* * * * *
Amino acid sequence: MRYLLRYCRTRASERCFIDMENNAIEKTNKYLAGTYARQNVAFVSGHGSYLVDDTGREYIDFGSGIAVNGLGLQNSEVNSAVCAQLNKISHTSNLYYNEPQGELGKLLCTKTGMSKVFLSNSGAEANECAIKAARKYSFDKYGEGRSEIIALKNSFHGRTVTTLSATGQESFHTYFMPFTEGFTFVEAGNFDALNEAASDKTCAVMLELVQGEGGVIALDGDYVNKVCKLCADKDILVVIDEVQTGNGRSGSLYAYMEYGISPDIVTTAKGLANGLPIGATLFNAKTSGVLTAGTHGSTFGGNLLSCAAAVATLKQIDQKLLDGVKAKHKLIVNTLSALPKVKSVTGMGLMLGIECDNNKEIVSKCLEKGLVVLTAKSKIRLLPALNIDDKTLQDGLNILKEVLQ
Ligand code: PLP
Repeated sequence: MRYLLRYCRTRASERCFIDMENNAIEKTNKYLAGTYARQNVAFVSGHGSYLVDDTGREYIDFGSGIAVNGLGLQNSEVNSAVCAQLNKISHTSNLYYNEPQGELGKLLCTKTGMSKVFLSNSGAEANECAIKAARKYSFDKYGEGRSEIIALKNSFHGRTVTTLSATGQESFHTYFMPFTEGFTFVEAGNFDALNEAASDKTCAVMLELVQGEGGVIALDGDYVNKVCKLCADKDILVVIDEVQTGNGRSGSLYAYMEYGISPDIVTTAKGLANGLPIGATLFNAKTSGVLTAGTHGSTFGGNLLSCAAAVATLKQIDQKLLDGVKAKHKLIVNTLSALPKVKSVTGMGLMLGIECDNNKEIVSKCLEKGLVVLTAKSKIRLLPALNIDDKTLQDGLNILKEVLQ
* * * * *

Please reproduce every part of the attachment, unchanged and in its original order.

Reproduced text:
Amino acid sequence: MRYLLRYCRTRASERCFIDMENNAIEKTNKYLAGTYARQNVAFVSGHGSYLVDDTGREYIDFGSGIAVNGLGLQNSEVNSAVCAQLNKISHTSNLYYNEPQGELGKLLCTKTGMSKVFLSNSGAEANECAIKAARKYSFDKYGEGRSEIIALKNSFHGRTVTTLSATGQESFHTYFMPFTEGFTFVEAGNFDALNEAASDKTCAVMLELVQGEGGVIALDGDYVNKVCKLCADKDILVVIDEVQTGNGRSGSLYAYMEYGISPDIVTTAKGLANGLPIGATLFNAKTSGVLTAGTHGSTFGGNLLSCAAAVATLKQIDQKLLDGVKAKHKLIVNTLSALPKVKSVTGMGLMLGIECDNNKEIVSKCLEKGLVVLTAKSKIRLLPALNIDDKTLQDGLNILKEVLQ
Ligand code: PLP
Repeated sequence: MRYLLRYCRTRASERCFIDMENNAIEKTNKYLAGTYARQNVAFVSGHGSYLVDDTGREYIDFGSGIAVNGLGLQNSEVNSAVCAQLNKISHTSNLYYNEPQGELGKLLCTKTGMSKVFLSNSGAEANECAIKAARKYSFDKYGEGRSEIIALKNSFHGRTVTTLSATGQESFHTYFMPFTEGFTFVEAGNFDALNEAASDKTCAVMLELVQGEGGVIALDGDYVNKVCKLCADKDILVVIDEVQTGNGRSGSLYAYMEYGISPDIVTTAKGLANGLPIGATLFNAKTSGVLTAGTHGSTFGGNLLSCAAAVATLKQIDQKLLDGVKAKHKLIVNTLSALPKVKSVTGMGLMLGIECDNNKEIVSKCLEKGLVVLTAKSKIRLLPALNIDDKTLQDGLNILKEVLQ